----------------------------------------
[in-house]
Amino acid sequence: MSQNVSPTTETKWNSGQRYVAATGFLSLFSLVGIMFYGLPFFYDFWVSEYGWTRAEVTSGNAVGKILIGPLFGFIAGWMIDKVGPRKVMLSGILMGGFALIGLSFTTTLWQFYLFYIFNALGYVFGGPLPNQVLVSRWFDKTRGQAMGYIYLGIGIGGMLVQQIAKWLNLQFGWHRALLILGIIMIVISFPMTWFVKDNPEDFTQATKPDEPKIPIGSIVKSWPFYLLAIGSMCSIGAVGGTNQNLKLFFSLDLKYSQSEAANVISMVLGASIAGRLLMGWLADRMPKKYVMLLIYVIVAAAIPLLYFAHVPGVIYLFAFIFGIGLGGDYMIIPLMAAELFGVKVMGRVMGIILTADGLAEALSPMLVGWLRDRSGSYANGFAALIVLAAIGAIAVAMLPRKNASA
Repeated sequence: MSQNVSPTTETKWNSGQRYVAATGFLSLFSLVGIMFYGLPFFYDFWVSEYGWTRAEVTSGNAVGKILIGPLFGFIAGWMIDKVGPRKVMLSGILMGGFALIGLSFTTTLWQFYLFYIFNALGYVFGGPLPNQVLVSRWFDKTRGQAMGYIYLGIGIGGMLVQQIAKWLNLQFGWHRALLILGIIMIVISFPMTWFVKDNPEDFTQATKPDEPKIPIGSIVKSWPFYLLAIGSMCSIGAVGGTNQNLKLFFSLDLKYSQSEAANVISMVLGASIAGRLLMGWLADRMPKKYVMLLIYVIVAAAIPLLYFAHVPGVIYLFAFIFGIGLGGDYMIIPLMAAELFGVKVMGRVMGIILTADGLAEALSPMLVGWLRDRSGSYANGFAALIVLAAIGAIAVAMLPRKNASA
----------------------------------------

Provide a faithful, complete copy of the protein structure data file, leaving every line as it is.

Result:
[in-house]
Amino acid sequence: MSQNVSPTTETKWNSGQRYVAATGFLSLFSLVGIMFYGLPFFYDFWVSEYGWTRAEVTSGNAVGKILIGPLFGFIAGWMIDKVGPRKVMLSGILMGGFALIGLSFTTTLWQFYLFYIFNALGYVFGGPLPNQVLVSRWFDKTRGQAMGYIYLGIGIGGMLVQQIAKWLNLQFGWHRALLILGIIMIVISFPMTWFVKDNPEDFTQATKPDEPKIPIGSIVKSWPFYLLAIGSMCSIGAVGGTNQNLKLFFSLDLKYSQSEAANVISMVLGASIAGRLLMGWLADRMPKKYVMLLIYVIVAAAIPLLYFAHVPGVIYLFAFIFGIGLGGDYMIIPLMAAELFGVKVMGRVMGIILTADGLAEALSPMLVGWLRDRSGSYANGFAALIVLAAIGAIAVAMLPRKNASA
Repeated sequence: MSQNVSPTTETKWNSGQRYVAATGFLSLFSLVGIMFYGLPFFYDFWVSEYGWTRAEVTSGNAVGKILIGPLFGFIAGWMIDKVGPRKVMLSGILMGGFALIGLSFTTTLWQFYLFYIFNALGYVFGGPLPNQVLVSRWFDKTRGQAMGYIYLGIGIGGMLVQQIAKWLNLQFGWHRALLILGIIMIVISFPMTWFVKDNPEDFTQATKPDEPKIPIGSIVKSWPFYLLAIGSMCSIGAVGGTNQNLKLFFSLDLKYSQSEAANVISMVLGASIAGRLLMGWLADRMPKKYVMLLIYVIVAAAIPLLYFAHVPGVIYLFAFIFGIGLGGDYMIIPLMAAELFGVKVMGRVMGIILTADGLAEALSPMLVGWLRDRSGSYANGFAALIVLAAIGAIAVAMLPRKNASA